The assessment of food insecurity in South Africa

OUTPUT TYPE: Research report- client
TITLE AUTHOR(S): D.Labadarios, Y.D.Davids, Z.Mciza, G.Weir-Smith
Intranet: HSRC Library: shelf number 5815
HANDLE: 20.500.11910/4891

Download this report

If you would like to obtain a copy of this Research Output, please contact Hanlie Baudin at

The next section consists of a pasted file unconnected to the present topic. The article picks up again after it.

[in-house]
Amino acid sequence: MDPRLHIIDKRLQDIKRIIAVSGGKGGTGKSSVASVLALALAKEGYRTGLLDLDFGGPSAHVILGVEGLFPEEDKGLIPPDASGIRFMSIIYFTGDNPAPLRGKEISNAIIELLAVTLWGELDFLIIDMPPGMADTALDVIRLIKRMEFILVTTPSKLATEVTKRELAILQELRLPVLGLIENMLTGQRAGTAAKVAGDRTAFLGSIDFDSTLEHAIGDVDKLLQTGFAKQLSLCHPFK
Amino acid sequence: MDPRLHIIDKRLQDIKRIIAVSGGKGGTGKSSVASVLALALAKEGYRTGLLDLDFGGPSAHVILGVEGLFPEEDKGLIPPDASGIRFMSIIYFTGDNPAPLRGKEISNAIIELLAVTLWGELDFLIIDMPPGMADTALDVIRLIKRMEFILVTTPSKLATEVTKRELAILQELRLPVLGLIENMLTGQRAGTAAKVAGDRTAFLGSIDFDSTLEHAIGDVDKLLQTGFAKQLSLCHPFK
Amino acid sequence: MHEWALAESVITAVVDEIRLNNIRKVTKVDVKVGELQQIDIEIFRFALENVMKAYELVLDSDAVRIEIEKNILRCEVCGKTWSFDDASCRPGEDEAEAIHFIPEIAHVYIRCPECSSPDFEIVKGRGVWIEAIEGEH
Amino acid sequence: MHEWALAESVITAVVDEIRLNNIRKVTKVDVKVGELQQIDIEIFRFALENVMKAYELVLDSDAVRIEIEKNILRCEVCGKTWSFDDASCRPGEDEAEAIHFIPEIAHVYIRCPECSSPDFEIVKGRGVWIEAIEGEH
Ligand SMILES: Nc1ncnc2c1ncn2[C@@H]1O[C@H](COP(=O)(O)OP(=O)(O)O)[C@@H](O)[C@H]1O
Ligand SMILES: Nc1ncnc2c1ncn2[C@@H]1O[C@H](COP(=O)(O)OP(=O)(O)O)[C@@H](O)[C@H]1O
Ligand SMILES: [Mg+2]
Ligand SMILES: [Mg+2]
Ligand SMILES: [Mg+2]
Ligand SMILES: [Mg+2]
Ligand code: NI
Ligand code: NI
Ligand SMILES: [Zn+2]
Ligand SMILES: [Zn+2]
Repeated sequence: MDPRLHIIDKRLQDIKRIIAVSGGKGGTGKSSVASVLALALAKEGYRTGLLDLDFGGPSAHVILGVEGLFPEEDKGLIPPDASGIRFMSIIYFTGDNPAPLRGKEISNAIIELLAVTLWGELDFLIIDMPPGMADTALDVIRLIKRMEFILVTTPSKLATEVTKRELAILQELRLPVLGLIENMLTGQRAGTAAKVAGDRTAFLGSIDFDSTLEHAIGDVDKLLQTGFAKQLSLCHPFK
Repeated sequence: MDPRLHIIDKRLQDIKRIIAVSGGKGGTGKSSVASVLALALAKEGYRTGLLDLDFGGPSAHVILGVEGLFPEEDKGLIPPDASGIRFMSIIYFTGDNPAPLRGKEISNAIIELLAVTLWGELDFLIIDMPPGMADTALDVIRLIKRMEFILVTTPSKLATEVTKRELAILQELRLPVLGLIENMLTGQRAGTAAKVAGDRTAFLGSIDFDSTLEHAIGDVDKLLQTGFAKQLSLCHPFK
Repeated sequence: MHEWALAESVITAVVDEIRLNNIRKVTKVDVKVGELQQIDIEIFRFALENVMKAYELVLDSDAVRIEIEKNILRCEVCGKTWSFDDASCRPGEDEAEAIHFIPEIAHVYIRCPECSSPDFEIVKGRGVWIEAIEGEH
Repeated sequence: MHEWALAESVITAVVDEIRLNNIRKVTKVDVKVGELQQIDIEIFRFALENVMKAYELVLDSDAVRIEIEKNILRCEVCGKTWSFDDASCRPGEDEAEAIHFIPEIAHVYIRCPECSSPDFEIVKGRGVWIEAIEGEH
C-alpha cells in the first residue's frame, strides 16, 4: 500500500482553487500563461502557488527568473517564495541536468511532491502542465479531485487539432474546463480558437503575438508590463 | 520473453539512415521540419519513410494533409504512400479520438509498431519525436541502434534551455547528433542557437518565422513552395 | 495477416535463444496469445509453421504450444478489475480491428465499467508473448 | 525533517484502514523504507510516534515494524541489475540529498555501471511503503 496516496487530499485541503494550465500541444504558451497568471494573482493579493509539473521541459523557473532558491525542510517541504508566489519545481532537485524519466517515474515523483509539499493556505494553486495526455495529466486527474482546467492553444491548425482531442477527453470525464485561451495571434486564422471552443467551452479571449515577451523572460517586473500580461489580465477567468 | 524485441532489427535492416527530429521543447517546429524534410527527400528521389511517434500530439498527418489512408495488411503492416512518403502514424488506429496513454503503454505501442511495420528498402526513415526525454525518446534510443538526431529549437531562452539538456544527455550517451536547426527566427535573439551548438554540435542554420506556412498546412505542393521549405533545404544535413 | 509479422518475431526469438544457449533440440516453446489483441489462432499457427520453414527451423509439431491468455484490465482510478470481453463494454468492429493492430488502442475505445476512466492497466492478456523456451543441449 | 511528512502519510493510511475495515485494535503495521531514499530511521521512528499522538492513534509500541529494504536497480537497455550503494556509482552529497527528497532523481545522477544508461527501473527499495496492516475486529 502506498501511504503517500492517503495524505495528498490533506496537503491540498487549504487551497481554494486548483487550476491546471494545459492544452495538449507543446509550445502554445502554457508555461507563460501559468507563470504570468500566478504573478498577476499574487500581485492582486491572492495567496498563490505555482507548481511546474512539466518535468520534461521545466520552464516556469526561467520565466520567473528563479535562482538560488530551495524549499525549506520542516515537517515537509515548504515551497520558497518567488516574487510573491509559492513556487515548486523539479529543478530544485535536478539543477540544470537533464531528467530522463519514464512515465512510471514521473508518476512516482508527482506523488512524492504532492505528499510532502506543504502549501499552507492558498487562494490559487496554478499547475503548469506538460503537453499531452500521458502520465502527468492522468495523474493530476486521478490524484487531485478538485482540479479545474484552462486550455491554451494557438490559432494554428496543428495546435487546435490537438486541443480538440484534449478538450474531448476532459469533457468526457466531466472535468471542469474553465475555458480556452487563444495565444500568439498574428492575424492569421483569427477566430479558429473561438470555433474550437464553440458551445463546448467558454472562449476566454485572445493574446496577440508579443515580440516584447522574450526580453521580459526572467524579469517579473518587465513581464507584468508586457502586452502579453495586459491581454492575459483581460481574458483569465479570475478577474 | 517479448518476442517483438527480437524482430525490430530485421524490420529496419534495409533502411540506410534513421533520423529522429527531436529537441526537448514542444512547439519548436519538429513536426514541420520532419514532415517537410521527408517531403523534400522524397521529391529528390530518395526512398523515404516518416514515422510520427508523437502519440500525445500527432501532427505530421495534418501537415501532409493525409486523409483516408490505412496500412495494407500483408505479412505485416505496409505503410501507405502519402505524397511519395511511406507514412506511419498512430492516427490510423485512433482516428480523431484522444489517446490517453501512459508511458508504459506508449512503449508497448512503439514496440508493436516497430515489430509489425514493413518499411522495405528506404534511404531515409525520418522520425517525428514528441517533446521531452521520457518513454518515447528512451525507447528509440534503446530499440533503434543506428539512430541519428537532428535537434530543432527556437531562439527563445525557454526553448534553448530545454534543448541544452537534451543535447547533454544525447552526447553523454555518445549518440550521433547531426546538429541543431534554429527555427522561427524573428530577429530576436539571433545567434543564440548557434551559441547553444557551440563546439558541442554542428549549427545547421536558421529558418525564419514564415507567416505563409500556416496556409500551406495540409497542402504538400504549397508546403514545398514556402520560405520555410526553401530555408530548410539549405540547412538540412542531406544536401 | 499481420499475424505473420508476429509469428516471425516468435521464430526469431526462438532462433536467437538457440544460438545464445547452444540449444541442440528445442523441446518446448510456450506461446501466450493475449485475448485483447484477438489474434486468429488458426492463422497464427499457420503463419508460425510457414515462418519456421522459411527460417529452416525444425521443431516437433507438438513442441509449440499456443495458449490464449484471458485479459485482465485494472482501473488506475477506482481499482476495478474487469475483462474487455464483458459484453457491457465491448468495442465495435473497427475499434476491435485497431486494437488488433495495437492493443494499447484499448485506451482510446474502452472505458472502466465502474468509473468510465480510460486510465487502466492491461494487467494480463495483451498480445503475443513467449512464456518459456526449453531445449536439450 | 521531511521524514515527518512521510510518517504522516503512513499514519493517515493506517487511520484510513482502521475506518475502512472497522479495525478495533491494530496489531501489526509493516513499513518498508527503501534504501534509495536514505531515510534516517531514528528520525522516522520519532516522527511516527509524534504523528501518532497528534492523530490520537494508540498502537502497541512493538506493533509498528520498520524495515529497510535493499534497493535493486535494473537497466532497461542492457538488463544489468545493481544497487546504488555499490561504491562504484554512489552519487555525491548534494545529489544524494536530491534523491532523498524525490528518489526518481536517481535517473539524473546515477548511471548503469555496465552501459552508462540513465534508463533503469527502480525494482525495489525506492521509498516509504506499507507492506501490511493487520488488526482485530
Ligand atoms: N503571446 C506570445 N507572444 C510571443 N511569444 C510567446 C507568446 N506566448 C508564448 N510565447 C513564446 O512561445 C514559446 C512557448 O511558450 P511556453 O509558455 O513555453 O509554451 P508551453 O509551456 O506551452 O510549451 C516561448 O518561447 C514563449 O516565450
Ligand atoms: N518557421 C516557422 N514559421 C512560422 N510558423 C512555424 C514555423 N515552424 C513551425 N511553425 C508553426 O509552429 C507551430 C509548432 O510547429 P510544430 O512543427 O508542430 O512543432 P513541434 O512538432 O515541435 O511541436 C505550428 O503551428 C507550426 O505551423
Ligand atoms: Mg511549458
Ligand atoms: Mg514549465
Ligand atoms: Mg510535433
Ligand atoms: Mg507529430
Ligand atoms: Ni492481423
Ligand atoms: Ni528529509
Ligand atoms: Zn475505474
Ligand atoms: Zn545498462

This paper aims to provide a synopsis of available national data sets which may contribute to our better understanding of how food security is conceptualised, defined and assessed within the context of South Africa. More specifically, the paper aims to show that a number of such data sets using different parameters have been used to inform policy and strategies aimed at addressing food insecurity (FI) in the country. Methodologically, the paper presents the various national surveys mostly in a tabular format, highlighting for example the key focus areas/indicators, target audiences, sample sizes, survey time intervals and primary sampling units. Of particular note is that each of these data sets addresses FI in a way that reflects the survey-specific terms of reference of a given national survey, and has its own unique methodological approach with varying strengths and weaknesses. In addition, each of these data sets measures different dimensions of FI. By the very nature of the various surveys included in this review - the National Food Consumption Surveys (NFCS), FI and Vulnerability Information Management System (FIVIMS; regional study), General Household Survey (GHS), Income and Expenditure Survey (IES), Labour Force Survey (LFS), Community Surveys and the national HIV/AIDS surveys the findings from these data sets differ. Comparing such findings, therefore, presents its own challenges and requires due care when attempting to define the prevalence of FI in the country. Based on the technical differences and/or similarities of the surveys and their key findings, the paper draws conclusions and makes recommendations on the need for a more focused and integrated approach to measure FI. Finally, and despite the potential for the better utilisation of the existing data sets, this review argues in favour of a more food securityspecific national survey approach.